Whether the data is cached or not will depend on whether the route segment is statically or dynamically rendered. If the segment is static (default), the output of the request will be cached and revalidated as part of the route segment. If the segment is dynamic, the output of the request will not be cached and will be re-fetched on every request when the segment is rendered.

Good to know:

Next.js is working on an API, unstable_cache, for configuring the caching and revalidating behavior of individual third-party requests.


In the example below:

  • The revalidate option is set to 3600, meaning the data will be cached and revalidated at most every hour.
  • The React cache function is used to memoize data requests.


import { cache } from 'react' export const revalidate = 3600 // revalidate the data at most every hour export const getItem = cache(async (id: string) => { const item = await db.item.findUnique({ id }) return item})

Although the getItem function is called twice, only one query will be made to the database.


import { getItem } from '@/utils/get-item' export default async function Layout({ params: { id },}: { params: { id: string }}) { const item = await getItem(id) // ...}


import { getItem } from '@/utils/get-item' export default async function Page({ params: { id },}: { params: { id: string }}) { const item = await getItem(id) // ...}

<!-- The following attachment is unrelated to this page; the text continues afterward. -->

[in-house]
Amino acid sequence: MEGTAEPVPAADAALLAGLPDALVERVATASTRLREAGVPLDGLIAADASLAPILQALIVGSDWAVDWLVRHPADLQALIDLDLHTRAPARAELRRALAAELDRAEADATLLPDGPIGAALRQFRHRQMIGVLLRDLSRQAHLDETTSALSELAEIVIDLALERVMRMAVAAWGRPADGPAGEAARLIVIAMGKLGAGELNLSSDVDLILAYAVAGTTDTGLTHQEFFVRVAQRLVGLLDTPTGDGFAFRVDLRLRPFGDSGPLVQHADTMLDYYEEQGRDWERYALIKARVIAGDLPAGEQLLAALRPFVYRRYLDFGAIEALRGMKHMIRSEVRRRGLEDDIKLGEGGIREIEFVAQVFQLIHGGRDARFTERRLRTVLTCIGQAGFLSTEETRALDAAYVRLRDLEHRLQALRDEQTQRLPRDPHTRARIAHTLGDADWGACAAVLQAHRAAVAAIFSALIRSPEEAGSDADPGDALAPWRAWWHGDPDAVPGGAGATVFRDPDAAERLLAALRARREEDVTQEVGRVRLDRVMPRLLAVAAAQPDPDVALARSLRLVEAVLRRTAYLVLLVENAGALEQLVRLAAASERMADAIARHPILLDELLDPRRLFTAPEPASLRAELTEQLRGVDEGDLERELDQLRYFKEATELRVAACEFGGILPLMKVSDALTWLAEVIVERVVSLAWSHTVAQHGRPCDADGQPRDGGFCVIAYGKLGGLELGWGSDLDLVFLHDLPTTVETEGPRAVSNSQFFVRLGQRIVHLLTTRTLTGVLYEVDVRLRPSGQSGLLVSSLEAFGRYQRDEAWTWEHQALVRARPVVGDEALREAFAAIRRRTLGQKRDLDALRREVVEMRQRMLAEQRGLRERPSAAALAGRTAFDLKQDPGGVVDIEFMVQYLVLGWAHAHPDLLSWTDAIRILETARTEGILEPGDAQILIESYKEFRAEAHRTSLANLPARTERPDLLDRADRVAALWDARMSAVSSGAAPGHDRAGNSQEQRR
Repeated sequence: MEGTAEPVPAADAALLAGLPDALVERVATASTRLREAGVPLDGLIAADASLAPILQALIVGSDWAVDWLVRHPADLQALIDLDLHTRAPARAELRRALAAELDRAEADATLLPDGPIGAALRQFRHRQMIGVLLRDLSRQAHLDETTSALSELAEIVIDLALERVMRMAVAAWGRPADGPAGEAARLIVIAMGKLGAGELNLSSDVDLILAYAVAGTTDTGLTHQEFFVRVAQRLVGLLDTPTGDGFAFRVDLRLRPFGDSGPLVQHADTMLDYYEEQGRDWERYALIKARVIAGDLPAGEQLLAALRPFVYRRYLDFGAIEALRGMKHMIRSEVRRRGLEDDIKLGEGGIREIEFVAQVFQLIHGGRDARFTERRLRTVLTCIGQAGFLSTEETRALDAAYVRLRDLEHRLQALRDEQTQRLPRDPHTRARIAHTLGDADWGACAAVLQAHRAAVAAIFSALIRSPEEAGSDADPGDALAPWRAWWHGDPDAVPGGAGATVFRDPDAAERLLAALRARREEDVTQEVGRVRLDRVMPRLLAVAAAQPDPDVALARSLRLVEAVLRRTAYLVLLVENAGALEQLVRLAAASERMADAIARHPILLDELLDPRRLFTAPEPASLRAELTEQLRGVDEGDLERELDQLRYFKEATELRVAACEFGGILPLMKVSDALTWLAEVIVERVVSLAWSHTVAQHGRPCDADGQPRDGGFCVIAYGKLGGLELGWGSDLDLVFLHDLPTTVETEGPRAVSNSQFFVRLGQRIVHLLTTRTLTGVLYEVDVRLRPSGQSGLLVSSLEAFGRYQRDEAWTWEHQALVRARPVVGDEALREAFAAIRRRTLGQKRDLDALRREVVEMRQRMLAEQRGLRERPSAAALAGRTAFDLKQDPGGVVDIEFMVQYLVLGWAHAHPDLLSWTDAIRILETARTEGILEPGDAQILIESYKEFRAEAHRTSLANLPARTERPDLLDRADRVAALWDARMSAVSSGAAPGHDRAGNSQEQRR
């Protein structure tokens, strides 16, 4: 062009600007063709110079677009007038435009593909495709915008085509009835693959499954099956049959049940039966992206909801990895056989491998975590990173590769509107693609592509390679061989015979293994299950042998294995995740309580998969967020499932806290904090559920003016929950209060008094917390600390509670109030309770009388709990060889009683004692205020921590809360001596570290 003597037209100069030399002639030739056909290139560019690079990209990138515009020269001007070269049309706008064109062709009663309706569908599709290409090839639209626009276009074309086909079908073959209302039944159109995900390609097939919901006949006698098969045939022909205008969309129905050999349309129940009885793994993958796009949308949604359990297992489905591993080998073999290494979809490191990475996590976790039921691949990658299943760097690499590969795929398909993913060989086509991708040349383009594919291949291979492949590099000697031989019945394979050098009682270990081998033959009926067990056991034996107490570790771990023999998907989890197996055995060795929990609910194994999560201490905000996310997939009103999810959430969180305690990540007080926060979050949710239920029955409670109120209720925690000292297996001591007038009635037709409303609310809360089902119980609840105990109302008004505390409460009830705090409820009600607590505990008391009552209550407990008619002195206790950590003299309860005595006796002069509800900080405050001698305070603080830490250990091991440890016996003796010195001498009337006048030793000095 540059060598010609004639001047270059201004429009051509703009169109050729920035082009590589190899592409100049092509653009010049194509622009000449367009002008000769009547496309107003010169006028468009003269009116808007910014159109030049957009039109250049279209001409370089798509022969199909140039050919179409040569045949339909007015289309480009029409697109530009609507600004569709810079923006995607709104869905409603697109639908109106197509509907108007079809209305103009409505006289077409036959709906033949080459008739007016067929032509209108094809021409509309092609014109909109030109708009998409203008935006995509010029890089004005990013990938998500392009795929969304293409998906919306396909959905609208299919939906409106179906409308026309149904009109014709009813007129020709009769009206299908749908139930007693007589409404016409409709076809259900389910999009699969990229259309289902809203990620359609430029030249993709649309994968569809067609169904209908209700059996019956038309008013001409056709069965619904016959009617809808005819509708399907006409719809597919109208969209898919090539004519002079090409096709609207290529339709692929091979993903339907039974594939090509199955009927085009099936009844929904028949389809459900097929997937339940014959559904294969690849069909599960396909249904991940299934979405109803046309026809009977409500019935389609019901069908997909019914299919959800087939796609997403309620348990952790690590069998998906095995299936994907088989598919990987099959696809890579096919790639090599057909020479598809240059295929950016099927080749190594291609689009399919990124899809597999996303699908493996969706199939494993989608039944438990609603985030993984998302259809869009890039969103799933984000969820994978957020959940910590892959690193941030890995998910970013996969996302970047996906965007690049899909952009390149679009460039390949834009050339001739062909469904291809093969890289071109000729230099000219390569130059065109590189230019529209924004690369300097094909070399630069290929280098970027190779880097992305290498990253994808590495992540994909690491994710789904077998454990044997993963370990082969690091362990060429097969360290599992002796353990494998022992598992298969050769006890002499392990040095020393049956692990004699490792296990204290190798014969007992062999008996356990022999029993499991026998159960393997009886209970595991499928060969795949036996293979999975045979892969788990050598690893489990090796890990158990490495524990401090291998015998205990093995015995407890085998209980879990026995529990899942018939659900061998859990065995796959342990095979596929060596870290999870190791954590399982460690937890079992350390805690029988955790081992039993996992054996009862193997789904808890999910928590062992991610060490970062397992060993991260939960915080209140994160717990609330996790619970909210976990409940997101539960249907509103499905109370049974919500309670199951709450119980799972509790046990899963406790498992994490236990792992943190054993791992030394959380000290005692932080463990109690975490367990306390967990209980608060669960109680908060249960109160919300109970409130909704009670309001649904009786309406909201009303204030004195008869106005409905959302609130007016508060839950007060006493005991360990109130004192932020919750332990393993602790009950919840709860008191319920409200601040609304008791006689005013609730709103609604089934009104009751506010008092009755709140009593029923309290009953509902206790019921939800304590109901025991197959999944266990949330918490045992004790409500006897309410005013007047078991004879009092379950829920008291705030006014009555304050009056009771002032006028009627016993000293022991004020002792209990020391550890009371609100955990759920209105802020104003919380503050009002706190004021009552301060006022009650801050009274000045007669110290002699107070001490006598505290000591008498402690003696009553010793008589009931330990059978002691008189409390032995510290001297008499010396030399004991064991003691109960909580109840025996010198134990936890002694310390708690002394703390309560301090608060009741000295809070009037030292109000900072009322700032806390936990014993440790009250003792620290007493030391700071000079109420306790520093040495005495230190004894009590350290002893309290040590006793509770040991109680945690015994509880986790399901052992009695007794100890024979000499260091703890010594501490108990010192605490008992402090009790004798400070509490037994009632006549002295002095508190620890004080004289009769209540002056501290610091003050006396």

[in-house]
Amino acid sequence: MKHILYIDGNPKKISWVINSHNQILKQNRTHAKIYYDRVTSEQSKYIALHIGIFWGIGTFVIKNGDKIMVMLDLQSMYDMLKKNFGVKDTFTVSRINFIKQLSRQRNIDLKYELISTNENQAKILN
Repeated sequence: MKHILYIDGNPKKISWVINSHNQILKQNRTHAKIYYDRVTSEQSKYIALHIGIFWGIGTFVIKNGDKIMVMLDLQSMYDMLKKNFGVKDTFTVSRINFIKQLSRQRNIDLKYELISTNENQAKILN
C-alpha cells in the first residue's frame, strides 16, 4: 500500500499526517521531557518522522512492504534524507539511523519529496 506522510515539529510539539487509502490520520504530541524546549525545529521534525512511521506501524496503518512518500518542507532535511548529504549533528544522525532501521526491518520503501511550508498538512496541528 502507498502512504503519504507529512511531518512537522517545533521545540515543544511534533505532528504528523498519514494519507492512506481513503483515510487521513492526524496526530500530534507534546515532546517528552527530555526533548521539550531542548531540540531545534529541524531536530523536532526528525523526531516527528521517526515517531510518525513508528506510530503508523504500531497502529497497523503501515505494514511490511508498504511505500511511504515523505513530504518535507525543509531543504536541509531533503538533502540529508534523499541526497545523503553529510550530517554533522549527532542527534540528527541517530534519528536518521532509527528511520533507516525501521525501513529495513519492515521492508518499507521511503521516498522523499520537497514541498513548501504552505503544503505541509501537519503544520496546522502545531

Fetching Data on the Client with Route Handlers

If you need to fetch data in a client component, you can call a Route Handler from the client. Route Handlers execute on the server and return the data to the client. This is useful when you don't want to expose sensitive information to the client, such as API tokens.

See the Route Handler documentation for examples.

Server Components and Route Handlers

Since Server Components render on the server, you don't need to call a Route Handler from a Server Component to fetch data. Instead, you can fetch the data directly inside the Server Component.

Fetching Data on the Client with third-party libraries

You can also fetch data on the client using a third-party library such as SWR or React Query. These libraries provide their own APIs for memoizing requests, caching, revalidating, and mutating data.

Future APIs:

use is a React function that accepts and handles a promise returned by a function. Wrapping fetch in use is currently not recommended in Client Components and may trigger multiple re-renders. Learn more about use in the React RFC.

Data Fetching: Fetching, Caching, and Revalidating (2024)


What is the data fetching process? ›

Initially, the user provides the credential of database to connect with it. The server handles the further process by executing various queries to fetch the spatio- temporal information from the database. This mode handles both vector and raster data. The vector objects like line, circle, polyline etc .